Acupuncture and Allergies

Acupuncture and Allergies

Spring is here: Seeds are sprouting; bare branches are starting to show buds; the earth is warming. There is a thrill in the air, perhaps even a lightness to your step. Spring brings a renewal and new beginnings. It also brings allergies.

For those who suffer from seasonal allergies, spring can feel like a disheartening blur of symptoms: runny nose, sneezing, itchy eyes, headaches, fatigue, difficulty breathing, and coughing. Allergic rhinitis is an inflammation and swelling of the nasal passages and may lead to sinus infections or sinusitis. Rather than temporarily alleviating these symptoms the way allergy medications do, acupuncture addresses the underlying imbalance that’s causing the symptoms in the first place – allowing you to enjoy the outdoors all season long.

Two Theories on Allergies

From a western medical perspective, when grass, weeds, and trees release their pollen, some people react with a heightened immune response. This causes histamine to be released, which leads to inflammation and muscle constriction.

In Chinese Medicine theory, our bodies are surrounded by an outer layer of energy which protects our “exterior” and fights off outside pathogens that cause colds, flu, and allergies ( similar to our immune system).  Pollen, pet dander, dust, and mold act like outside pathogens. People who are susceptible to allergies, along with people who get sick a lot tend to have weak exterior energy.

Acupuncture and Traditional Chinese Medicine (TCM) can help allergy sufferers by reducing symptoms and by strengthening energy to head off problems before they start. Here are a few studies showing how acupuncture can help with allergies.

Another study published in Allergy: European Journal of Allergy and Clinical Immunology found that 85 percent of hay fewer sufferers who received weekly acupuncture treatments for six weeks showed overall improvements in their hay fever, compared with only 40 percent of the placebo group. (Allergy:European Journal of Epidemiology. November, 2008)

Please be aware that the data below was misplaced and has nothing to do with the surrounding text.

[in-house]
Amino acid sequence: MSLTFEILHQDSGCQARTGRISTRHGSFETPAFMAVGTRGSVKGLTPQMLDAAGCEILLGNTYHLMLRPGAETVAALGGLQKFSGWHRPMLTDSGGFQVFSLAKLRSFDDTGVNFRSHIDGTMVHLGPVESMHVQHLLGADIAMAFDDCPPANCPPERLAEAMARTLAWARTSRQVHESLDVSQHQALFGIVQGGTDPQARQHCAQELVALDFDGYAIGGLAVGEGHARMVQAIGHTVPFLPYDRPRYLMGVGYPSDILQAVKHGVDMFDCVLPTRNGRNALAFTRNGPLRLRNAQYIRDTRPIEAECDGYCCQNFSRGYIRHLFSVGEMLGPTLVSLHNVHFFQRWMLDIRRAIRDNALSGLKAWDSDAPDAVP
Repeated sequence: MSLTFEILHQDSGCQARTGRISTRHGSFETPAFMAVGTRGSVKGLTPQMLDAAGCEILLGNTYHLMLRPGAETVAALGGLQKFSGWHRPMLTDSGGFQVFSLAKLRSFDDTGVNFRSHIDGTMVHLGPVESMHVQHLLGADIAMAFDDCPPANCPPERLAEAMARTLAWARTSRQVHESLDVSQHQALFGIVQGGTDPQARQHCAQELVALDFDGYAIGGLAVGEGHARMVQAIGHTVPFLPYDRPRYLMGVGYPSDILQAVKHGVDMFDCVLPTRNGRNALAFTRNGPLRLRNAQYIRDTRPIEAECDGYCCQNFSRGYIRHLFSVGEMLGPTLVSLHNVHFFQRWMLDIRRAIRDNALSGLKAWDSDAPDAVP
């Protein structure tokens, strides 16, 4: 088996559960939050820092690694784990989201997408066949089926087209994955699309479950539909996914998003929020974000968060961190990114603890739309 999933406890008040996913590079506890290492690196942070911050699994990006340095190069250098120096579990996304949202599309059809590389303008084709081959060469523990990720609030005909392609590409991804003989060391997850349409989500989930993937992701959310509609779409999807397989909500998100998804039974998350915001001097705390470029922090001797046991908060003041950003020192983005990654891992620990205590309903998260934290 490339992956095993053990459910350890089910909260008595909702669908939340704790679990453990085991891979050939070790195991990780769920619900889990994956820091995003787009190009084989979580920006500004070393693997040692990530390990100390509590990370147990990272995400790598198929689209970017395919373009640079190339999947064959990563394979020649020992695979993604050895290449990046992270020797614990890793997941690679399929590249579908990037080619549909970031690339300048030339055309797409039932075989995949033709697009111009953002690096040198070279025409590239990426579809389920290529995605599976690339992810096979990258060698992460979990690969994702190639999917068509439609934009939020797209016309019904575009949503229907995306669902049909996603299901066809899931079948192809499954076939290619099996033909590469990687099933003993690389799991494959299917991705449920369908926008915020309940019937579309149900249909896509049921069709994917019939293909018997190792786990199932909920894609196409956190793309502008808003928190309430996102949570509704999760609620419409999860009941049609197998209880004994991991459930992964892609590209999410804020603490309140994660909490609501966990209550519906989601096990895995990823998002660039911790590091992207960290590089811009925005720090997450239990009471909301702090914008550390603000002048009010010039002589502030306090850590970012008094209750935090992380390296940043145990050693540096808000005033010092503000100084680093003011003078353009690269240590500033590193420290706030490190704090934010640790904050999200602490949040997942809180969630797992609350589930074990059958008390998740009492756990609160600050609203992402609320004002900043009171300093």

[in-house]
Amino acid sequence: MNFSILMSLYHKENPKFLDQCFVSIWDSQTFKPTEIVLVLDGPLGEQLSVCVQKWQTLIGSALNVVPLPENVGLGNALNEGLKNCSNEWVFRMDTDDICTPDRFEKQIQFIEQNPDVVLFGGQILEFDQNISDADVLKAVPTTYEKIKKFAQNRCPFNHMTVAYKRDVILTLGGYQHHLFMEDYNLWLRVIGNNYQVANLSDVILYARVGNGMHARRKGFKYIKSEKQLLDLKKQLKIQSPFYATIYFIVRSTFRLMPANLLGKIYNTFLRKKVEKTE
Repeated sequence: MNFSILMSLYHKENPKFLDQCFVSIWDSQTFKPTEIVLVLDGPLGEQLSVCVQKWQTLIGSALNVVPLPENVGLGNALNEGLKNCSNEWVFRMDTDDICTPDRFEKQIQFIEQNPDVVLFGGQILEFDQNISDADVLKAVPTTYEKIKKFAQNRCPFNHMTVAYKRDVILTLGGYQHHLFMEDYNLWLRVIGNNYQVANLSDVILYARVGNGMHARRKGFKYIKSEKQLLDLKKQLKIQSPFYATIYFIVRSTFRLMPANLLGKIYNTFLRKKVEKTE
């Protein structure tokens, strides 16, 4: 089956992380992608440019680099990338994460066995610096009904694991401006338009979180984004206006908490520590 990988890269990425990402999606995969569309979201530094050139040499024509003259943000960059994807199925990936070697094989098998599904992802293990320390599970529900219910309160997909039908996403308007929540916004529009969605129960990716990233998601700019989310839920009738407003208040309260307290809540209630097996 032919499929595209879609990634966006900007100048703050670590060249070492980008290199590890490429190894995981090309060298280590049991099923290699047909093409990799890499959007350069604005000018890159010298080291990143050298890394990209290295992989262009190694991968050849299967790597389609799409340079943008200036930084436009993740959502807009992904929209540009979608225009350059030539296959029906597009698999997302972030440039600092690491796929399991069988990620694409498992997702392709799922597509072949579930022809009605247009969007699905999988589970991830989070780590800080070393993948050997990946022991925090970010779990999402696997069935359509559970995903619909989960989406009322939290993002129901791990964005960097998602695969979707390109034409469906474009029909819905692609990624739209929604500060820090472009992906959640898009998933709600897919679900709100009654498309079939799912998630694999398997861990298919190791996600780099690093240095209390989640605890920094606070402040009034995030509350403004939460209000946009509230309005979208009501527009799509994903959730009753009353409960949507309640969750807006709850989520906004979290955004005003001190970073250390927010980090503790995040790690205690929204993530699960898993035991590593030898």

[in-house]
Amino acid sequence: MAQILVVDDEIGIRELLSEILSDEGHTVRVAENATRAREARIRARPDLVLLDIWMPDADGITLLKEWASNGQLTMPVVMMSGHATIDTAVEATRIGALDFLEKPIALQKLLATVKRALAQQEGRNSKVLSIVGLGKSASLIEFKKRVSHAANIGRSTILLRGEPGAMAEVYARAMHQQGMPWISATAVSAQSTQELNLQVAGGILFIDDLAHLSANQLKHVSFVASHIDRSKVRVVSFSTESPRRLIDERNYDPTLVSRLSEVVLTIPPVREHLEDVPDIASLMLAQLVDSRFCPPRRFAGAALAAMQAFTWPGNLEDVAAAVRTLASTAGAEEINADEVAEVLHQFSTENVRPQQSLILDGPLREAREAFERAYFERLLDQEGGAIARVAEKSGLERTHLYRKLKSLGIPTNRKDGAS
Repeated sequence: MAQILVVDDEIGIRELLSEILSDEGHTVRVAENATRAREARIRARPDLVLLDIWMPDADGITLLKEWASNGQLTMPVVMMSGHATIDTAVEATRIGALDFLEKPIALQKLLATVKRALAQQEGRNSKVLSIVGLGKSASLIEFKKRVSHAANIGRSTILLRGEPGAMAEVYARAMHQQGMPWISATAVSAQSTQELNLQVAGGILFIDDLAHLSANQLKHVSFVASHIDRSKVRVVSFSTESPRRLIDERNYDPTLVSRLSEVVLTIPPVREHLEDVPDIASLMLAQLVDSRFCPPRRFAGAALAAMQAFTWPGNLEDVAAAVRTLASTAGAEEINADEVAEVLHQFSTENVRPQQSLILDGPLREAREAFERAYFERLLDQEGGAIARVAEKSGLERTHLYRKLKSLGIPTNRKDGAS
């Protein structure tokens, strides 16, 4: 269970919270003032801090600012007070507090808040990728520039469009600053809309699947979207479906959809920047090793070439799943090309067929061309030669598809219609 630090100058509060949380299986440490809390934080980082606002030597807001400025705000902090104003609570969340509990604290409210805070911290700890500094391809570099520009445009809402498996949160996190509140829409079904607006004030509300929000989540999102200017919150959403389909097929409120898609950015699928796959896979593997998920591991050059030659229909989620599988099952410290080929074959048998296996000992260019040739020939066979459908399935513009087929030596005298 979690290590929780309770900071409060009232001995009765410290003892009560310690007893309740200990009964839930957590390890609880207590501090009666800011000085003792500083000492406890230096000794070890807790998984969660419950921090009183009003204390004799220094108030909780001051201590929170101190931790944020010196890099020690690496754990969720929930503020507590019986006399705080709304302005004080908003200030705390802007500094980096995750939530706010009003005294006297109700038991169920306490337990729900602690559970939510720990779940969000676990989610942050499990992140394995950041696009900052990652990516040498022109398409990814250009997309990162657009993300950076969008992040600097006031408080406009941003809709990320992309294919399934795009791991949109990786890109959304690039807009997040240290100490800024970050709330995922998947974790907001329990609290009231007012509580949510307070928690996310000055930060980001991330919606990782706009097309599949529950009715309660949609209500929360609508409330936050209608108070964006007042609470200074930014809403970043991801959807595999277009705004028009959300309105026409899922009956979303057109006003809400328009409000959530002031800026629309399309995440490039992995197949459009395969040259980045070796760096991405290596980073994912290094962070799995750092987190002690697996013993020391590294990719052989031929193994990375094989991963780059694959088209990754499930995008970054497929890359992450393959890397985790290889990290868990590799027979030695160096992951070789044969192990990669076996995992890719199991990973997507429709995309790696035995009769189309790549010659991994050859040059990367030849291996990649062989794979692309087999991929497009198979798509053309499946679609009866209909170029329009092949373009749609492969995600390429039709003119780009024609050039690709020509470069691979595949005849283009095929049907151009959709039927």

In addition to acupuncture here are some natural ways that can help with allergies

Spice it up:  Spicy dishes can thin mucus secretions and clear nasal passages. Try adding cayenne pepper or ginger to your foods. Ginger is a natural antihistamine and decongestant. It may provide some relief from allergy symptoms by dilating constricted bronchial tubes.

Eat the right fat: Omega-3 essential fatty acids can counter the formation of chemicals that cause inflammation of the air passages. Good natural sources include flaxseed oil and salmon.

Eat yogurt and increase fiber: Food intolerances seem to be connected with seasonal allergies. A healthy and active colon can decrease food sensitivity, which can, in turn, lighten the burden on your immune system and may reduce the impact of seasonal allergies. For maximum colon health, increase the fiber in your diet and eat yogurt.  In a study conducted at the University of California, patients who were fed 18 to 24 ounces of yogurt a day experienced a decline in their allergic symptoms by 90 percent

An apple a day: Some foods, including apples, contain the flavanoid, quercetin that can cross-react with tree pollen. Quercetin can reduce allergic reactions by having an antihistamine effect. It also helps by decreasing inflammation. Quercetin is found naturally in certain foods, such as apples (with the skin on), berries, red grapes, red onions, and black tea.




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